A new course and a super-strong starting field will make the Copenhagen Marathon 2023 the best edition ever.
Marathon in May and half marathon in September – and always on a Sunday. Although Copenhagen’s two major international running events are firmly anchored in the calendar, there is still room for improvement. This year, the Copenhagen Marathon introduces a new and improved course, which unfolds more centrally in Copenhagen. A new course and a super-strong starting field will make the Copenhagen Marathon 2023 the best edition ever and is thus also more audience-friendly.
The new course invites you to set records
With the rerouting, the course has also been made faster. Therefore, the organizers from Sparta are hoping for new ones race records that will confirm the Copenhagen Marathon as not only the most important, but also the fastest marathon in the Nordic countries. When Berhane Tsegay from Eritrea crossed the finish line in 2:08.23 hours last year, it was thus the fastest marathon time ever run in the Nordic countries. The race record for the women also dates from last year, when the Kenyan Helah Kiprop only needed 2:24.10 hours to cover the classic 42.195 km.
“It is always a great experience to see some of the world’s best runners unfold. And we are proud that our small capital has established itself on the big, international running scene with such a strong elite field as we have this year. And with the new course, we are looking at some faster times than before,” says Dorte Vibjerg, managing director of Sparta Athletics & Running.
If anyone can break the men’s record, Reuben Kiprop Kipyego is a good bet. The 26-year-old Kenyan has several top positions on his resume, where he is also noted for having run under 2:05 hours three times. For the women, Juliet Chekwel from Uganda is a good bet for the new record holder. Among other things, she won bronze in the team competition for the WC Cross in Aarhus four years ago, and has a personal record of 2:23.13.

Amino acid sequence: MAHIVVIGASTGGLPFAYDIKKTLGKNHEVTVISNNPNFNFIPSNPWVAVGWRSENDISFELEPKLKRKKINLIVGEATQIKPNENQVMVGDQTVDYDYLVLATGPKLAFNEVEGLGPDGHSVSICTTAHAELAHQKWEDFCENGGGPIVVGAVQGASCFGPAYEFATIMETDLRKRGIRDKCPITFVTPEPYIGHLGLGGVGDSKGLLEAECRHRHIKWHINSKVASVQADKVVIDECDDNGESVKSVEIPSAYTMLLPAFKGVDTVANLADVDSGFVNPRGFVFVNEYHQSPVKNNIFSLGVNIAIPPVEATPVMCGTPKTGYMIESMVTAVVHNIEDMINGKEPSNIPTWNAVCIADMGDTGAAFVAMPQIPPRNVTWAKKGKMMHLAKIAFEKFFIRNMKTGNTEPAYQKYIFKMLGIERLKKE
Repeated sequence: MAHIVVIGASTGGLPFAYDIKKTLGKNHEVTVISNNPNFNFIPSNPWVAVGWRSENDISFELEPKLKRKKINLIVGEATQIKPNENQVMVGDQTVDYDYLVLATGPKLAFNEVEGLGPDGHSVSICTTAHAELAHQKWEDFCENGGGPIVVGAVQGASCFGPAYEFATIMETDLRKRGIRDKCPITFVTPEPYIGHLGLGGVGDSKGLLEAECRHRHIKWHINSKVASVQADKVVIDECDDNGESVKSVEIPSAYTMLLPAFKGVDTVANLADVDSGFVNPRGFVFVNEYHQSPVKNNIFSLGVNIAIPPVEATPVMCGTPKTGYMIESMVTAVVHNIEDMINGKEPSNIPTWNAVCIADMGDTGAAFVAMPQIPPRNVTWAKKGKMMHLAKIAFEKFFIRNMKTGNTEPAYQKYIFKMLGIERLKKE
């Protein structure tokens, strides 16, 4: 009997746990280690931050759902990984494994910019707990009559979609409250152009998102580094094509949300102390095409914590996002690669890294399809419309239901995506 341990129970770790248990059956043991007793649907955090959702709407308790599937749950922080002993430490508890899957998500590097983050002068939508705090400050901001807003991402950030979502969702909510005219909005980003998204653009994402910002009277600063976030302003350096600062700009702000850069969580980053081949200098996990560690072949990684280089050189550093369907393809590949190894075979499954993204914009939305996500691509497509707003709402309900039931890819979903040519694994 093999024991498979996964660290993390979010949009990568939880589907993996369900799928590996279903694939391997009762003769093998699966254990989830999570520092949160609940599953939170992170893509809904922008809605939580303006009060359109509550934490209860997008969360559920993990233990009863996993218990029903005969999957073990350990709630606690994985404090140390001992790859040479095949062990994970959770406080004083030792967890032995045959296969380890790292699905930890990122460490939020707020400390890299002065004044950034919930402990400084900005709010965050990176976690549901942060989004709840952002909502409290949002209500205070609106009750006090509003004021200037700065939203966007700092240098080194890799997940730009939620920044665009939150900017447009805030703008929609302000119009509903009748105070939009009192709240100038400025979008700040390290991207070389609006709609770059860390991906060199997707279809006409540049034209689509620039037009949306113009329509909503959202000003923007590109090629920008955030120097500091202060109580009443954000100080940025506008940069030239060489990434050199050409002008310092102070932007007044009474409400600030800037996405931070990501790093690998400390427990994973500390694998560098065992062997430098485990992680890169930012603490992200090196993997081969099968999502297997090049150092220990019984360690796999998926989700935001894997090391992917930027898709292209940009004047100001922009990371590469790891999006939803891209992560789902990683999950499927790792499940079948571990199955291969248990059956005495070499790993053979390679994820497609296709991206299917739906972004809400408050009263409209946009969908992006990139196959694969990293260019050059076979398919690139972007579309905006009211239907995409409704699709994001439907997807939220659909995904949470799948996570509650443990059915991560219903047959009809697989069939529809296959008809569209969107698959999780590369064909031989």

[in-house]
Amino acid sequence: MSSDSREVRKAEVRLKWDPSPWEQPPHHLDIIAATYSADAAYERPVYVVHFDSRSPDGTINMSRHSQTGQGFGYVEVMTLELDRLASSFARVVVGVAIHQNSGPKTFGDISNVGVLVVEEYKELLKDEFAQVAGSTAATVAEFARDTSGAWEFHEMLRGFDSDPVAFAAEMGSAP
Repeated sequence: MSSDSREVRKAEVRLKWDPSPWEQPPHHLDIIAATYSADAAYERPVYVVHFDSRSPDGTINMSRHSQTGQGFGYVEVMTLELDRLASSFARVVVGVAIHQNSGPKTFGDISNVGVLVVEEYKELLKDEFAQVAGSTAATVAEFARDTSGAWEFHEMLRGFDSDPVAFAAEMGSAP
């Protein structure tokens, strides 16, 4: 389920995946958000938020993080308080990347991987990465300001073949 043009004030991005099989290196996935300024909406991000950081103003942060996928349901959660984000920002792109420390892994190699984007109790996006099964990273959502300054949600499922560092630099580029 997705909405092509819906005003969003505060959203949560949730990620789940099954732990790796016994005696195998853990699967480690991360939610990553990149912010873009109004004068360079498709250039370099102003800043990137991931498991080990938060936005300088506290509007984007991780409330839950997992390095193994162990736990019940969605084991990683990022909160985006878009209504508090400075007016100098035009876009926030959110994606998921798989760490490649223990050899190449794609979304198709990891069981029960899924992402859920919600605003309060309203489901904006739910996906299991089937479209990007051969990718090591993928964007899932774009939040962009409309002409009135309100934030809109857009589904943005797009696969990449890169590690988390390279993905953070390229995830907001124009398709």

Strong DM field in place
This year’s Danish championship is again included in Sunday’s marathon, and especially for the men, an open race is planned. Andreas Lommer from Odense Athletics is the defending champion here, but the Fynbo can look forward to strong opposition from AGF runners Rune Bækgaard and Jacob Sommer Simonsen.
The Aarhus club has an even faster runner at the start in the form of Ethiopian-born Omar Hassan, but despite living in Denmark since 2016, he still does not have Danish citizenship and thus cannot win DM gold. According to the rules, however, he can win the team gold (where a club’s three fastest times count).
In the women’s category, the gold can also go to an Aarhus runner. Karen Ehrenreich is the clear favorite to regain the title, and with her latest improvement – in Seville in February – to 2:34.15 hours, the 38-year-old Aarhus 1900 runner now ranks as the 8th fastest Danish woman of all time.
“It will be exciting to see what Karen can do on Sunday. She prepares optimally like no one else, and so far she has delivered the goods every time,” says national running coach Kersti Jacobsen, who herself won the Copenhagen Marathon back in 1988.
Tribute to female marathon pioneers
At the first Copenhagen Marathon in 1980, the female runners made up only 6 percent. That trend has changed greatly over the years with a provisional peak of 35% back in 2016. This year marks 40 years since the women’s marathon entered the international championship program and it will be marked by the three World Cup participants from 1983 – Lone Dybdal, Mette Holm Hansen and the aforementioned Kersti Jacobsen – jointly press the starting gun.